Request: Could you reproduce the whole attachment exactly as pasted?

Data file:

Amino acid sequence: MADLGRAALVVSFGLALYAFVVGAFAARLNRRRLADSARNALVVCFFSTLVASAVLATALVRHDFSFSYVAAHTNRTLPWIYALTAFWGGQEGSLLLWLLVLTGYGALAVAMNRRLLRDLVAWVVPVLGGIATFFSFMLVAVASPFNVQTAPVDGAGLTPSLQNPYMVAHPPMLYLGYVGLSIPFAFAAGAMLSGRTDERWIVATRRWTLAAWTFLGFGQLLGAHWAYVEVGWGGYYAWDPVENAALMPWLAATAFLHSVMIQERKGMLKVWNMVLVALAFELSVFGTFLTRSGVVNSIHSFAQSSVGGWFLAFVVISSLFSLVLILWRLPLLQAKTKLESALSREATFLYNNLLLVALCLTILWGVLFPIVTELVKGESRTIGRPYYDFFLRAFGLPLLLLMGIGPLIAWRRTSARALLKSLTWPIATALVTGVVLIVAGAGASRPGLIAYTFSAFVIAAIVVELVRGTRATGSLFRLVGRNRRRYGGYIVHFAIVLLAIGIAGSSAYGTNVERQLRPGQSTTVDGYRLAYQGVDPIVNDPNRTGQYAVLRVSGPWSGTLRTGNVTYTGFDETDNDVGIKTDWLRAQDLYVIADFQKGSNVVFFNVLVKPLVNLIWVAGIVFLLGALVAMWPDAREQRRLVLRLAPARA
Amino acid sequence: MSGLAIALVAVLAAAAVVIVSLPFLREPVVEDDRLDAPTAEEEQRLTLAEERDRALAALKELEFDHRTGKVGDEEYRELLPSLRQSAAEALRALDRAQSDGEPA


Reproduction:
Amino acid sequence: MADLGRAALVVSFGLALYAFVVGAFAARLNRRRLADSARNALVVCFFSTLVASAVLATALVRHDFSFSYVAAHTNRTLPWIYALTAFWGGQEGSLLLWLLVLTGYGALAVAMNRRLLRDLVAWVVPVLGGIATFFSFMLVAVASPFNVQTAPVDGAGLTPSLQNPYMVAHPPMLYLGYVGLSIPFAFAAGAMLSGRTDERWIVATRRWTLAAWTFLGFGQLLGAHWAYVEVGWGGYYAWDPVENAALMPWLAATAFLHSVMIQERKGMLKVWNMVLVALAFELSVFGTFLTRSGVVNSIHSFAQSSVGGWFLAFVVISSLFSLVLILWRLPLLQAKTKLESALSREATFLYNNLLLVALCLTILWGVLFPIVTELVKGESRTIGRPYYDFFLRAFGLPLLLLMGIGPLIAWRRTSARALLKSLTWPIATALVTGVVLIVAGAGASRPGLIAYTFSAFVIAAIVVELVRGTRATGSLFRLVGRNRRRYGGYIVHFAIVLLAIGIAGSSAYGTNVERQLRPGQSTTVDGYRLAYQGVDPIVNDPNRTGQYAVLRVSGPWSGTLRTGNVTYTGFDETDNDVGIKTDWLRAQDLYVIADFQKGSNVVFFNVLVKPLVNLIWVAGIVFLLGALVAMWPDAREQRRLVLRLAPARA
Amino acid sequence: MSGLAIALVAVLAAAAVVIVSLPFLREPVVEDDRLDAPTAEEEQRLTLAEERDRALAALKELEFDHRTGKVGDEEYRELLPSLRQSAAEALRALDRAQSDGEPA